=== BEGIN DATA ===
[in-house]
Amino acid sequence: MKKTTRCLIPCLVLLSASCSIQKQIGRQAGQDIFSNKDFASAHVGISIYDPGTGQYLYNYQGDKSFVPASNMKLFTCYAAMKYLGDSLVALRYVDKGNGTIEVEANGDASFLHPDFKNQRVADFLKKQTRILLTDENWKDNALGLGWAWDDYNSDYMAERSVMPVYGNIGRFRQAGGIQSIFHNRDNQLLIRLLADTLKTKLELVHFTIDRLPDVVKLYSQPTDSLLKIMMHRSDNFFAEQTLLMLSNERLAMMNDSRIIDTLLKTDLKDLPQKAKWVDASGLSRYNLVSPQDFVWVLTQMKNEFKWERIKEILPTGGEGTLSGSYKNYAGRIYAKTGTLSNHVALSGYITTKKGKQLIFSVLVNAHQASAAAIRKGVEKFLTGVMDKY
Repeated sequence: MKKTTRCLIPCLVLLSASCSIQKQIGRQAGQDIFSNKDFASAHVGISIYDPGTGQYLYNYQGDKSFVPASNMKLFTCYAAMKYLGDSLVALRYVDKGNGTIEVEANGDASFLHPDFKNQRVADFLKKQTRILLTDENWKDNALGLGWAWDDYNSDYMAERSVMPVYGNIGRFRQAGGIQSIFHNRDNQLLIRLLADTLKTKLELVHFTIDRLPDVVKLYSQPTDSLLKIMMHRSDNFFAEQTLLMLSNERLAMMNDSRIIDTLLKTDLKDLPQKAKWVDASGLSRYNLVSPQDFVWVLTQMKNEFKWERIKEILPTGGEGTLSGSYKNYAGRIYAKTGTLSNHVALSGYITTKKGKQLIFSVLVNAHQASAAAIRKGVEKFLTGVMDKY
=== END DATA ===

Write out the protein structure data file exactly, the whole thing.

[in-house]
Amino acid sequence: MKKTTRCLIPCLVLLSASCSIQKQIGRQAGQDIFSNKDFASAHVGISIYDPGTGQYLYNYQGDKSFVPASNMKLFTCYAAMKYLGDSLVALRYVDKGNGTIEVEANGDASFLHPDFKNQRVADFLKKQTRILLTDENWKDNALGLGWAWDDYNSDYMAERSVMPVYGNIGRFRQAGGIQSIFHNRDNQLLIRLLADTLKTKLELVHFTIDRLPDVVKLYSQPTDSLLKIMMHRSDNFFAEQTLLMLSNERLAMMNDSRIIDTLLKTDLKDLPQKAKWVDASGLSRYNLVSPQDFVWVLTQMKNEFKWERIKEILPTGGEGTLSGSYKNYAGRIYAKTGTLSNHVALSGYITTKKGKQLIFSVLVNAHQASAAAIRKGVEKFLTGVMDKY
Repeated sequence: MKKTTRCLIPCLVLLSASCSIQKQIGRQAGQDIFSNKDFASAHVGISIYDPGTGQYLYNYQGDKSFVPASNMKLFTCYAAMKYLGDSLVALRYVDKGNGTIEVEANGDASFLHPDFKNQRVADFLKKQTRILLTDENWKDNALGLGWAWDDYNSDYMAERSVMPVYGNIGRFRQAGGIQSIFHNRDNQLLIRLLADTLKTKLELVHFTIDRLPDVVKLYSQPTDSLLKIMMHRSDNFFAEQTLLMLSNERLAMMNDSRIIDTLLKTDLKDLPQKAKWVDASGLSRYNLVSPQDFVWVLTQMKNEFKWERIKEILPTGGEGTLSGSYKNYAGRIYAKTGTLSNHVALSGYITTKKGKQLIFSVLVNAHQASAAAIRKGVEKFLTGVMDKY